I work late most days and as a result I've had the opportunity to converse with the night-time custodian that is assigned to the floor where my office is located. Over time, we've struck up a rapport along the lines of "How was your day?", "We had some snacks/coffee, would you like some?".
Over time there were simple requests like "How do I configure my new phone for wi-fi?" or "Can you print some documents for me?" Which I happily helped given the simplicity of the tasks.
Recently, I was asked whether or not the individual was qualified to remove FHA insurance requirements on the person's mortgage payment and his/her adult-child's Financial Aid qualifications. I made sure to inform him/her that I wasn't a financial aid/mortgage adviser and wasn't qualified to give an expert opinion.
Although I have a background in economics and was able to interpret the guidelines from a brief internet search and inform him/her of the likely result (he/she wasn't qualified, and it will depend on his/her child's grades and financial situation), I learned that the employee might be suffering from (I do not have a background in psychology, and if I did - would not be qualified to diagnose) depression given the passing of his/her spouse as well as financial distress (income < expenses given family situation) - which he/she disclosed when I was querying the conditions of his/her mortgage loan (down payment, current monthly payment, term of the loan, interest rate, length of payment, etc).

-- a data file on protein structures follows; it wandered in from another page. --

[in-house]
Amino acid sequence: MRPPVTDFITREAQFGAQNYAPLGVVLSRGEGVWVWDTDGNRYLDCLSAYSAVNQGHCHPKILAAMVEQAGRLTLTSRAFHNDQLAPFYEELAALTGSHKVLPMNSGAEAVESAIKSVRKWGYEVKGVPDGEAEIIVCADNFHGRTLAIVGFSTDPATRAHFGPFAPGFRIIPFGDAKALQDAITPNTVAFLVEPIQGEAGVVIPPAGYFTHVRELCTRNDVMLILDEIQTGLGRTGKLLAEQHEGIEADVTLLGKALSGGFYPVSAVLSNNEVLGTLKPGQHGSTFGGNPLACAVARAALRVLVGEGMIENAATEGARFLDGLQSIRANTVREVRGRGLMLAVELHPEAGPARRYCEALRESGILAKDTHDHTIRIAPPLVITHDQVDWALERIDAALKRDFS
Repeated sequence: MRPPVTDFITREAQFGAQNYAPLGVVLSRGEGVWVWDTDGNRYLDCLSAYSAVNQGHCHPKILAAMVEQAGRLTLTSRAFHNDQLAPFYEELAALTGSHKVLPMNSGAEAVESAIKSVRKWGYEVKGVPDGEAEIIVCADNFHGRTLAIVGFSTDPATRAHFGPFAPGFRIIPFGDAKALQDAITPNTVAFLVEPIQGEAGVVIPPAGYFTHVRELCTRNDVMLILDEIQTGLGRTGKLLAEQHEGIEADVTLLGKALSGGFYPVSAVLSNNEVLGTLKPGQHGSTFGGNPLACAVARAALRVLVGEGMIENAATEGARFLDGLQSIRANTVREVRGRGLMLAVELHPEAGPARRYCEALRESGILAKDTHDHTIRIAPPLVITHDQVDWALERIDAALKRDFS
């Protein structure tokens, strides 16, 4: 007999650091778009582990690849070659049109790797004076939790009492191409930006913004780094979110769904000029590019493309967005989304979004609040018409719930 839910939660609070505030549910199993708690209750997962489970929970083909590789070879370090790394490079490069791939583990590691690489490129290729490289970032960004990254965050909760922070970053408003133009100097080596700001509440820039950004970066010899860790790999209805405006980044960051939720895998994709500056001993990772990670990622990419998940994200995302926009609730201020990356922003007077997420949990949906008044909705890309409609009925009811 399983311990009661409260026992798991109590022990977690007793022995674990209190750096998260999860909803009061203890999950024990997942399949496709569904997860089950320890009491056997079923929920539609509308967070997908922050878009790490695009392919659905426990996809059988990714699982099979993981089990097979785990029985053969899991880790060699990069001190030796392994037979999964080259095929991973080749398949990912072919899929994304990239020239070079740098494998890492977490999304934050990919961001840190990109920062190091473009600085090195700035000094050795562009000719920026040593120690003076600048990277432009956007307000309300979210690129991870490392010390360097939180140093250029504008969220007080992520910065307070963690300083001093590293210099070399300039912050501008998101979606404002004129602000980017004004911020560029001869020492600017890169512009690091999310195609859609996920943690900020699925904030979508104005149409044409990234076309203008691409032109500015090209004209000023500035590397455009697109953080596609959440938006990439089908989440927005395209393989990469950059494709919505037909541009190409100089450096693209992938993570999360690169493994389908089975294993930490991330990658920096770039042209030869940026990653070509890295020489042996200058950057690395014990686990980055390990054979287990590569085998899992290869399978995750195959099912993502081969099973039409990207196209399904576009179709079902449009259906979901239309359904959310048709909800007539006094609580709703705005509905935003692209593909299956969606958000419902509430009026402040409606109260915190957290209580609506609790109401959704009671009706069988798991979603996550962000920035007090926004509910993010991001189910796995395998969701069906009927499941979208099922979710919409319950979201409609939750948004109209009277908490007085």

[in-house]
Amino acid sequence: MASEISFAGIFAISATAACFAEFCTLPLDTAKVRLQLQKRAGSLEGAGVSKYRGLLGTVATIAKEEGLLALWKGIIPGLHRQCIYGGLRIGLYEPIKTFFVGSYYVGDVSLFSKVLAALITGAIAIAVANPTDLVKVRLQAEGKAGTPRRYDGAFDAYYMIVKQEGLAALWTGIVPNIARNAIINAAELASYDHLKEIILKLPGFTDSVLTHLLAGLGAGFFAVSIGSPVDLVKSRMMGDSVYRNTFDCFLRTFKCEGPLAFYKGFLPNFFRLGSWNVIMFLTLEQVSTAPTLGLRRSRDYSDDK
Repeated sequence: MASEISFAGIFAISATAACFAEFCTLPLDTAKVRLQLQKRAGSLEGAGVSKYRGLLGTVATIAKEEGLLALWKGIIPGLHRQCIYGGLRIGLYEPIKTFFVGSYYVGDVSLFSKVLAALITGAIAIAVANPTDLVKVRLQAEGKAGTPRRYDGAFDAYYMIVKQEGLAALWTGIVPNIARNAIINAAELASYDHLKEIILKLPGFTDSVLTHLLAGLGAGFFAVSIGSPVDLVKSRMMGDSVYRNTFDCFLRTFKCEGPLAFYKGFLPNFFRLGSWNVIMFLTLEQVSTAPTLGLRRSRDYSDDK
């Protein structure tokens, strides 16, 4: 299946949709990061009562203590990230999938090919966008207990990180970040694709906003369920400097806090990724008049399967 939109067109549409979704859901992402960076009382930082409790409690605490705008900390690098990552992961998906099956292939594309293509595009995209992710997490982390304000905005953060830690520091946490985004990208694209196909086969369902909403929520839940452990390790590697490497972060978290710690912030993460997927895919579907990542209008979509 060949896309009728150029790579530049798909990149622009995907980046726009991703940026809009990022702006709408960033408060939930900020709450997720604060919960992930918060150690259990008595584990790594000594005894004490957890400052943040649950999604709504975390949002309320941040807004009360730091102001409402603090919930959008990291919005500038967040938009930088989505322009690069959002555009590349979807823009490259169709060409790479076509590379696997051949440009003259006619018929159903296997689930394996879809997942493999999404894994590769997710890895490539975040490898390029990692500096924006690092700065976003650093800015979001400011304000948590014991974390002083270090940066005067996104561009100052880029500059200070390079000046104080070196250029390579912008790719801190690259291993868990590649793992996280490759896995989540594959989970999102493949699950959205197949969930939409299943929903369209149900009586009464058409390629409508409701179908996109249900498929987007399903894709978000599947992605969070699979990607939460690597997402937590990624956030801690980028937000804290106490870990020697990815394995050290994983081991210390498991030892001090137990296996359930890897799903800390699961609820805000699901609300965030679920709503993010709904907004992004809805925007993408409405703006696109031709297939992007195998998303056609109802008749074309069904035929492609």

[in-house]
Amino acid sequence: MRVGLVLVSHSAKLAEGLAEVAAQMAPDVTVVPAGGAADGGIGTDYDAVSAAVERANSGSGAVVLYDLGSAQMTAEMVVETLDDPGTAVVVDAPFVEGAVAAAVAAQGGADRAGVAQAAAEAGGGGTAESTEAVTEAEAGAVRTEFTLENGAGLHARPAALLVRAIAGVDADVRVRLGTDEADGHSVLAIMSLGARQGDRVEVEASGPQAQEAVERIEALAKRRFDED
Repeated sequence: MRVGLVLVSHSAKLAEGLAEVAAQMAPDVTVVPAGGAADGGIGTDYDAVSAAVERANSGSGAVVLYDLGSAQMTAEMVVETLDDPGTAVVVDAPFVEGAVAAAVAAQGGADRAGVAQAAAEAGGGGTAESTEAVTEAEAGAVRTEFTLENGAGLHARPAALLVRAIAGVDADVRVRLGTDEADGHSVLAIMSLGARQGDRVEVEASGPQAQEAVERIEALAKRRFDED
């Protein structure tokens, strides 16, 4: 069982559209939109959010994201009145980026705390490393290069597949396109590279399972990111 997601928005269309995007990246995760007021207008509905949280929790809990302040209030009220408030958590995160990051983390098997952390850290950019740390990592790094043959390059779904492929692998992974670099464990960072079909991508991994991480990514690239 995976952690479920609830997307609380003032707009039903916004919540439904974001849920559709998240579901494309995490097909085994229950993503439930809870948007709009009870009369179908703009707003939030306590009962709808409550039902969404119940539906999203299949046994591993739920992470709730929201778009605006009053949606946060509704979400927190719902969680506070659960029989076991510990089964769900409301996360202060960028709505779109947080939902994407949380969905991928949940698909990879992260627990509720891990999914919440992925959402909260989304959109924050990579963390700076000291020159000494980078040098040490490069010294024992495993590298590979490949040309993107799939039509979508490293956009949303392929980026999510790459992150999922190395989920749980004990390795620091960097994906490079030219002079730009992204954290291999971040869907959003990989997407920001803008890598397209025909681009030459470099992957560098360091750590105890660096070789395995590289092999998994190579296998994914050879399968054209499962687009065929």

I've done a bit of digging and came across these gems:
- Handling employee who has disclosed anxiety and depression
- Is it appropriate to ask after a depressed coworker?
- Should an employee tell their supervisor about their depression?
But these seem to refer to immediate coworkers, employer to employee, employee to employer scenarios. As much as I like to help, I am certain that the situation at hand is way outside my depth and am at a loss as to my next steps. If I go through my dept. channels, I may learn of more resources at my disposal to offer to the depressed employee, but given the personal nature of it, it would seem unethical to 'spread the word' so to say. If I turn the individual away, I know it would be immoral. If I inform the individual's supervisor, another issue of 'spread the word' comes to play.
Question: How should one approach this situation?